"10.1016/j.joi.2016.08.002", 
                        "10.1371/journal.pone.0020961", 
                        "10.3389/fpsyg.2018.01487", 
                        "10.1038/d41586-018-00104-7", 
                        "10.12688/f1000research.8460.2", 
                        "10.7551/mitpress/9286.001.0001")

# Use cr_cn to get back citations formatted in Chicago for those DOIs
my_citations <- rcrossref::cr_cn(my_dois,
                                 format = "text",
                                 style = "chicago-note-bibliography") %>% 
  purrr::map_chr(., purrr::pluck, 1)

# print the formatted citations
my_citations
In [ ]:
?cr_cn

Beautiful formatted citations from simply a list of DOIs! You can then write this to a text file using writeLines.

In [ ]:
# write the formatted citations to a text file
writeLines(my_citations, "data/my_citations_text.txt")

The above is helpful if you need to paste the references somewhere, and there are loads of other citation styles included in rcrossref--view them by calling rcrossref::get_styles() and it will print a vector of these styles to your console. I'll just print the first 15 below:

In [ ]:
# look at the first 15 styles Crossref offers
rcrossref::get_styles()

Getting formatted references in a BibTeX or RIS file

In addition to a text file, you can also write it to BibTeX or RIS:

In [ ]:
# Use cr_cn() to get BibTeX files for my DOIs
my_citations_bibtex <- rcrossref::cr_cn(my_dois, format = "bibtex") %>%
  purrr::map_chr(., purrr::pluck, 1)

Write it to a .bib file using writeLines():

In [ ]:
# write to bibtex file
writeLines(my_citations_bibtex, "data/my_citations_bibtex.bib")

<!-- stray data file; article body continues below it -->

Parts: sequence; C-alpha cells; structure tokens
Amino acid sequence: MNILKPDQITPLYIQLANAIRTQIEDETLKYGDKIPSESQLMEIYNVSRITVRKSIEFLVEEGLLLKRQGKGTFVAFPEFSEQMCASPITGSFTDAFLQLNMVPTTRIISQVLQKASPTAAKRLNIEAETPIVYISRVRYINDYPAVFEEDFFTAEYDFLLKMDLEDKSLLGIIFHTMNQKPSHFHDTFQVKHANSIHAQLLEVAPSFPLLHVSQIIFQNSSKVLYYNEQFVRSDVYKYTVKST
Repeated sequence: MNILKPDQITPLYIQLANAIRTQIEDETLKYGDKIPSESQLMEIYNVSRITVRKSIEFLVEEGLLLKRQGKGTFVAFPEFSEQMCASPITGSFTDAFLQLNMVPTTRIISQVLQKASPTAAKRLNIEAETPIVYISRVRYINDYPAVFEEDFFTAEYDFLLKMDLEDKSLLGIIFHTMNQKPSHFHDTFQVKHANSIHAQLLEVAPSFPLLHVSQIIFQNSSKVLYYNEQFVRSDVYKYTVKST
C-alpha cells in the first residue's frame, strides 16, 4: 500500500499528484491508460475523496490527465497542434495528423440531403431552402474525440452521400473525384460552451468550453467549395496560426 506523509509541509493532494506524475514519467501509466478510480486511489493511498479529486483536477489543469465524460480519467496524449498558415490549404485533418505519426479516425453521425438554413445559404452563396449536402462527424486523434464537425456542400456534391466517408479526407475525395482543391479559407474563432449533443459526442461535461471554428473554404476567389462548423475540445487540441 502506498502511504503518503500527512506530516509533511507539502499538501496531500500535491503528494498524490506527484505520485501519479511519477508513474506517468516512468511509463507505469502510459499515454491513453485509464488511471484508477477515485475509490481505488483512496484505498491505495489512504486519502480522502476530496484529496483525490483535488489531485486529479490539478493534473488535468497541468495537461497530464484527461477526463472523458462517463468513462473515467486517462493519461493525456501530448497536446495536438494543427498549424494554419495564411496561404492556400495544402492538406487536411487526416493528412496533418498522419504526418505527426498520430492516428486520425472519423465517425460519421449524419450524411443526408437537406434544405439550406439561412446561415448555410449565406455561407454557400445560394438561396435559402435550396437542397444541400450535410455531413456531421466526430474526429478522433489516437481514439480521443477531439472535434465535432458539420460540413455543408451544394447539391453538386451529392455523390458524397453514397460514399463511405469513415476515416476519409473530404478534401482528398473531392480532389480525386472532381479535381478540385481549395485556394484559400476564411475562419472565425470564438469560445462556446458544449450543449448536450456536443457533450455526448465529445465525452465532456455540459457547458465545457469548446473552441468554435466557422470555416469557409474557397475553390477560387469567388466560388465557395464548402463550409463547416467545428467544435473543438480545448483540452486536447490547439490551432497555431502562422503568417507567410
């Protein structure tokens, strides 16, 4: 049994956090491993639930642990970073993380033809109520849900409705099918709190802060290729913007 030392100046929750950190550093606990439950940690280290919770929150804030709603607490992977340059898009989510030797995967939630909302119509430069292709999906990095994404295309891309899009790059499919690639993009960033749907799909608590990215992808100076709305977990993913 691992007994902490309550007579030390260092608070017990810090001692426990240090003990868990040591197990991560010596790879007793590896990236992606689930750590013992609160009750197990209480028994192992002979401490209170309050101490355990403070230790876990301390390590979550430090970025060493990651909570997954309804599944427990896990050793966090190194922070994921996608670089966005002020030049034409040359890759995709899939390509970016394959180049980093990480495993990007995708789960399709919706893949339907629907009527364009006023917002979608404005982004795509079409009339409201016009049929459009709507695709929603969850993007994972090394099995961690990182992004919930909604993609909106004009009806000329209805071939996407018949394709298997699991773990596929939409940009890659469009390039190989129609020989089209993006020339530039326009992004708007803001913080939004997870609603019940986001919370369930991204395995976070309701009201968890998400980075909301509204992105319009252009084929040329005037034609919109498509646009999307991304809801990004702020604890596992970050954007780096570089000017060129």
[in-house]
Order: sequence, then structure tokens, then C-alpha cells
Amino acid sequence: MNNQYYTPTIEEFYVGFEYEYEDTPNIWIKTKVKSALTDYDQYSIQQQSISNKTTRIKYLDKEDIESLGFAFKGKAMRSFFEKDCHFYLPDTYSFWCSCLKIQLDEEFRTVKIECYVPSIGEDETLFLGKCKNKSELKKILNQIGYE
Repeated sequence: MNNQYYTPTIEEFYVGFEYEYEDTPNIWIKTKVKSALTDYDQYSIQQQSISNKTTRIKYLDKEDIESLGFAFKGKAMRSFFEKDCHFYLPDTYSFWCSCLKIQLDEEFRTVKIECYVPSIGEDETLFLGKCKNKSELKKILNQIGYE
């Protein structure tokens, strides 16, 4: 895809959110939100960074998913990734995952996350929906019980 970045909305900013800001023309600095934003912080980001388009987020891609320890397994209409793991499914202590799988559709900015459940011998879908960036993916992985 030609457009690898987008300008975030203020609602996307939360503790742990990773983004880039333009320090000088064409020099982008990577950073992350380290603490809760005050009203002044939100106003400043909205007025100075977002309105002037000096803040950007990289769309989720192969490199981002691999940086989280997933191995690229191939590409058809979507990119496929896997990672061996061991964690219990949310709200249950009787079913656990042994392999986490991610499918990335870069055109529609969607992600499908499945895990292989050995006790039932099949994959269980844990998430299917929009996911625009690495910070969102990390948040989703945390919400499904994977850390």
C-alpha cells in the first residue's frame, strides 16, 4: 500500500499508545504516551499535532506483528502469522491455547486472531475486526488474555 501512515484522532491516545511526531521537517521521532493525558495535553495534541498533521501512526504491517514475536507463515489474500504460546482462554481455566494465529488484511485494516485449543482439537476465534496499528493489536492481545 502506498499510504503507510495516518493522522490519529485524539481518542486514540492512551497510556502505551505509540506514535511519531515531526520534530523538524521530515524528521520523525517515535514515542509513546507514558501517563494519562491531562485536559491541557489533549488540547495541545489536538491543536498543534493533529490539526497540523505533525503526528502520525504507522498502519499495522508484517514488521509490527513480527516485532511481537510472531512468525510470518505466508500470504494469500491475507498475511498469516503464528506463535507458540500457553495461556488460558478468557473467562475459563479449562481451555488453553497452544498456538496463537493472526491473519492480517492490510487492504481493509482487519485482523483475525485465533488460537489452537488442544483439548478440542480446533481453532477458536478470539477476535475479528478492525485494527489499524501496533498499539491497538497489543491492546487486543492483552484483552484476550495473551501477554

Same with RIS files. EndNote has a hard time reading BibTeX, so do this if you use that as your reference management software. Instead, set the format to RIS. For this to work, we must first make it into a tibble:

In [ ]:
my_citations_ris <- rcrossref::cr_cn(my_references_dois, format = "ris") %>%
  purrr::map_chr(., purrr::pluck, 1) %>%
  dplyr::tibble()

Use write_csv() from readr to write the RIS file.

In [ ]:
readr::write_csv(my_citations_ris, "./data/my_citations_ris.ris"))

Getting works from a typed citation in a Word document/text file

This can be helpful if you have a bibliography in a Word document or text file that you want to get into a reference management tool like Zotero. For instance, you may have written the citations in APA style and need to change to Chicago, but don't want to rekey it all out. Or perhaps you jotted down your citations hastily and left out volume, issue, or page numbers, and you need a nice, fully-formatted citation.

If each citation is on its own line in your document's bibliography, then you can probably paste the whole bibliography into an Excel spreadsheet. If it goes as planned, each citation will be in its own cell. You can then save it to a CSV file, which can then be read into R.

In [ ]:
# read in a CSV file of citations
my_references <- readr::read_csv("data/references.txt", locale = readr::locale(encoding = "iso-8859-1"))

# print the file
my_references